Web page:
Since the carve-out model is still rare, few reference cases were available, and the lack of a fixed type in the scheme made fundraising difficult. Investors also had a difficult time deciding since there were few people with experience investing in carve-out companies, but 500 Startups Japan (now Coral Capital) was the first to raise equity under STRIVE’s lead. Most recently, in 2021, we raised a total of 1.3 billion yen in third-party allotment of shares with Globis Capital Partners, STRIVE, Sony Innovation Fund by IGV (*), Mitsubishi UFJ Capital, Mizuho Capital, and SMBC Venture Capital as underwriters. We don’t have a CFO yet, so I’m the main person handling fundraising.

Is there anything you pay attention to when creating an organization and hiring personnel?

Is there anything you pay attention to when creating an organization and hiring personnel? We don’t have a mission, vision, values, etc. Even if we create them, they shouldn’t be reduced to mere formality. ​ ​ I also think it’s not good to take a hard stand and lose flexibility in a phase where the business and organization are changing. Also, since there were many GaiaX people here right after the carve-out, even if the organization’s direction had been clearly stated, there was a possibility that the business would inherit the culture as GaiaX, and not as TRUSTDOCK.​ ​

Regarding organization creation and recruitment, I am looking for three kinds of people — people who can run on their own, people who can apologize and people of integrity.. A colleague is a person who watches your back. That’s why I need people who can think for themselves. An honest person is one who can apologize. I believe that the character of persons who can still grow, no matter how old they are, is their ability to apologize, no matter their age. As we get older and more experienced, people tend to pretend to know what they are talking about, but it’s important not to do that and deal with the primary information properly. And lastly, our type of business has much to do with sincerity. Identity verification may change significantly in the future, as we do not know how the law will change. It will be challenging to deal with such matters unless we can deal with them in good faith. My last condition is that I want people who are conscious of compliance and equality and who do not forget the public interest perspective to participate in this business because we are a business that is involved with the ID (identity) of people, which is akin to a human right. This is a challenging area “required by companies but not created by them” and which “can be done with technology but is not done by it”, and we must design a service that does not unknowingly play someone. That’s why, no matter who our clients are, no matter how big our company becomes and how many sales we make, it must not be distorted from its design policy of public service to the user. On the other hand, as long as we are a joint-stock company, what we do is business. Since we have to increase sales, we must strike a balance between sincerity and the pursuit of profit.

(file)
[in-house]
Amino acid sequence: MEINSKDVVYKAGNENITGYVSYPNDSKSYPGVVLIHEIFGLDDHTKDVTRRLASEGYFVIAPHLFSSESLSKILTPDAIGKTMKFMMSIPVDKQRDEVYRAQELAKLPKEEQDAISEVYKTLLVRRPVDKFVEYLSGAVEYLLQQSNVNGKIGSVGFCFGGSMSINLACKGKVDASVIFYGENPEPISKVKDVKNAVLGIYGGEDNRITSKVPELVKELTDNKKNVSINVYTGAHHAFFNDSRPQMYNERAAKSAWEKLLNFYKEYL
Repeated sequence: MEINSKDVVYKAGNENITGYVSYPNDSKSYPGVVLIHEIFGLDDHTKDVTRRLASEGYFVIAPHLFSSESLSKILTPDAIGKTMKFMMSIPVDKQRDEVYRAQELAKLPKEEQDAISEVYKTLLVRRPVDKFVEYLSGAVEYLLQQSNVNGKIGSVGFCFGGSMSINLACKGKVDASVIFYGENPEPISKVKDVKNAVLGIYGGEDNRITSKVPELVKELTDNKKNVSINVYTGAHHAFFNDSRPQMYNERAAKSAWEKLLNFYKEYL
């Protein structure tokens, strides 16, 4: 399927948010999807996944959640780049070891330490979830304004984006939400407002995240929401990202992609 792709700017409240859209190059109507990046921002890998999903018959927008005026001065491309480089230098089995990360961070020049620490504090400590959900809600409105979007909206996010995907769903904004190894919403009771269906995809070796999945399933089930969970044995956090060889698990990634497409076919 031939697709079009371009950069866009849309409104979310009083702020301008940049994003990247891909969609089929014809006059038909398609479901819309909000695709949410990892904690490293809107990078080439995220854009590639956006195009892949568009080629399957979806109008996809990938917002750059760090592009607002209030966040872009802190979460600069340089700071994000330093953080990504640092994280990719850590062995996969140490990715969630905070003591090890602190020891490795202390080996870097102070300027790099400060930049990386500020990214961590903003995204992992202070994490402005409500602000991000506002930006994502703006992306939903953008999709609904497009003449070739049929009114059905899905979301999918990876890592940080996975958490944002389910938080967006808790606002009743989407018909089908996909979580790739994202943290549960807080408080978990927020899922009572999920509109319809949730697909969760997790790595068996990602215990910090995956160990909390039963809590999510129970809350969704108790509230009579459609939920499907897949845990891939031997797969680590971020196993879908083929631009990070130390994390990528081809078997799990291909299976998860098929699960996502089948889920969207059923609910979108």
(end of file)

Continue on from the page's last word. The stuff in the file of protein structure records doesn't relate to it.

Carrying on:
Can you tell us about your global expansion policy?

We are already expanding overseas in Southeast Asia, with local subsidiaries in Thailand and Singapore. It’s been hard for me to travel for the past few years because of the coronavirus pandemic, but I’m conducting business online. Due to the pandemic, various services are being brought online worldwide, and the requirement for eKYC is increasing in the global market. I want to pursue global expansion at this time actively.

The first person we hired after incorporation was an American. For the overseas market, we needed a person in charge to develop our expansion from scratch, but our idea is fundamentally global. We have provided our API documentation in English and Japanese from the beginning and are developing products on the assumption that engineers worldwide will incorporate the APIs. On the other hand, laws dealing with the field of identity verification that handles personal information vary widely by country. We carefully look at the culture and circumstances of each country and carefully consider which countries we will enter.

There was a time I was freelancing and aspiring to be a manga artist

How did you spend your time as a student?

Although I majored in architecture, I worked part-time doing design work at an architectural firm and as a sole proprietor, besides a student. People studying architecture were jack of all trades, masters of none; they could handle 3D design software such as CAD, could design on paper media, and had creative skills, so it was easy to get work privately.